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Poppin For Reds

At an open house at the Duke University Marine Laboratory in Beufort NC, I put on a set of headphones to listen to shrimp swimming in the marsh area under the dock. Click, click, click is the distinctive sound that I heard. It was a very similar sound to the clicking of the beads on a popping cork.

At a point at the mouth of Brown Creek in Oriental NC, I saw finger mullet scampering across the top of the water making their escape from a predator fish. Swoosh, swoosh, swoosh is the distinct sound that I heard. It was a very similar sound to the swooshing of the displaced water from a popping cork.

Combined, these distinct sounds are the reasons that fishing with popping corks are so effective in brackish, stained waters of many inshore and backwater coastal settings. Just like a mother ringing the dinner bell in those old western movies, the popping cork is the dinner bell for hungry redfish. Pair them with the correct size and color Z-man ElaZtech plastic and the meal is served. Redfish from 13"-55" can't resist.

When rigging for your trip, use bigger corks and bigger plastic for larger reds and smaller corks and smaller plastic for smaller reds. Also, you'll need to use the appropriately sized jighead. For smaller puppy drum in shallower water, I like the 1/8 oz. Trout Eye jighead paired with a smaller bait like a Slim SwimZ underneath a cigar cork. The 2/0 hook on the smaller Trout Eye jighead is very strong. When my clients want some dinner and I'm going searching for slot sized reds, I'll use a ¼ oz. Redfish Eye jighead and pair it with a MinnowZ or Diezel MinnowZ.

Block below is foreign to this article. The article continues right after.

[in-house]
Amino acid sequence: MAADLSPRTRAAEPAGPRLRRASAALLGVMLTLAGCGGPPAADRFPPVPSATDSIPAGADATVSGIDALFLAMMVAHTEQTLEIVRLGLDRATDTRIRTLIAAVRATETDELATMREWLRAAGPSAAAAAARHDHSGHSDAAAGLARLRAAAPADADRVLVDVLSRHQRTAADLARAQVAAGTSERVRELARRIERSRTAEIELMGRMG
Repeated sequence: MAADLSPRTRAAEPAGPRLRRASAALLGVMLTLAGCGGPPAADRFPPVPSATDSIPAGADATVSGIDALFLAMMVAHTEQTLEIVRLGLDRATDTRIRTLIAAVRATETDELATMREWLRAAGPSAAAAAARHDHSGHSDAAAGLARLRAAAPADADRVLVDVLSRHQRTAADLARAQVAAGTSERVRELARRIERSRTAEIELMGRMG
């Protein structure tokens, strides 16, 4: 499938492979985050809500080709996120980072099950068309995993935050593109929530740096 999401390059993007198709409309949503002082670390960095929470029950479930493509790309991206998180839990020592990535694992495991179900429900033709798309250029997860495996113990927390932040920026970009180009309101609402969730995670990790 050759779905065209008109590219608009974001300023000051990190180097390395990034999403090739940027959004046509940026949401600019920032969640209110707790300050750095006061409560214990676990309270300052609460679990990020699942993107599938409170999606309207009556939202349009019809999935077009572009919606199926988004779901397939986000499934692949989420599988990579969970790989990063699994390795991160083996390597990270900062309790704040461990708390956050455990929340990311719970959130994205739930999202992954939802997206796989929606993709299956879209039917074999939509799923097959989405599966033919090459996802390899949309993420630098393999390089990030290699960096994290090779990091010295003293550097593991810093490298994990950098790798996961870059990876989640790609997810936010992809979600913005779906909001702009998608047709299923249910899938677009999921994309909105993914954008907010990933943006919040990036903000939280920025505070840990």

And in August and September when the 50" bull reds come to the Neuse River and the Pamlico Sound of North Carolina for their summer visit, I go big. 5" Grass KickerZ with 3/8 oz. TT HeadlockZ and 6" SwimmerZ with ½ oz. Striper Eye jigheads work fantastic as well. Bigger bait for bigger fish.

When working a grassy bank or marsh area, get the bait as close as possible to the grass. Shrimp and other bait fish dart in and out of the grass and use it for cover. Reds patrol up and down the grass edges waiting for the bait to appear. When working a bait ball, don't get over aggressive and take dead aim at the center of the bait. Throw beyond the bait to an outer edge. Work the cork by the left edge and then switch and work it by the right edge before going through the middle. By working the edges first, the bait ball with stay together longer and allow you the opportunity to catch more fish.

Capt. Bobby Brewer
Baldheaded Bobby Guide Service

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